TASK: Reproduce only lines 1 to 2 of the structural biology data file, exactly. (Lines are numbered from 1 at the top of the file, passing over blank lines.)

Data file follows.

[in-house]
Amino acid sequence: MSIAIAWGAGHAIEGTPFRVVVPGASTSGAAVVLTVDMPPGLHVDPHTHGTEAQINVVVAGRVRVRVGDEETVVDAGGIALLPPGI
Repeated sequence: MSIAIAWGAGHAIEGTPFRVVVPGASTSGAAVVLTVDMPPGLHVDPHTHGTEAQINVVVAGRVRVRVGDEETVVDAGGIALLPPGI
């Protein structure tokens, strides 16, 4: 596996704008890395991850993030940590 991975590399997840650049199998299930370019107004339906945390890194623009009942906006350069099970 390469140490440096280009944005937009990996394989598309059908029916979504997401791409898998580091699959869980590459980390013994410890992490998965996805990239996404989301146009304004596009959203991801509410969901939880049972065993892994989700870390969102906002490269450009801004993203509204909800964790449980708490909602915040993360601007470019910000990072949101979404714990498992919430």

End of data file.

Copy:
[in-house]
Amino acid sequence: MSIAIAWGAGHAIEGTPFRVVVPGASTSGAAVVLTVDMPPGLHVDPHTHGTEAQINVVVAGRVRVRVGDEETVVDAGGIALLPPGI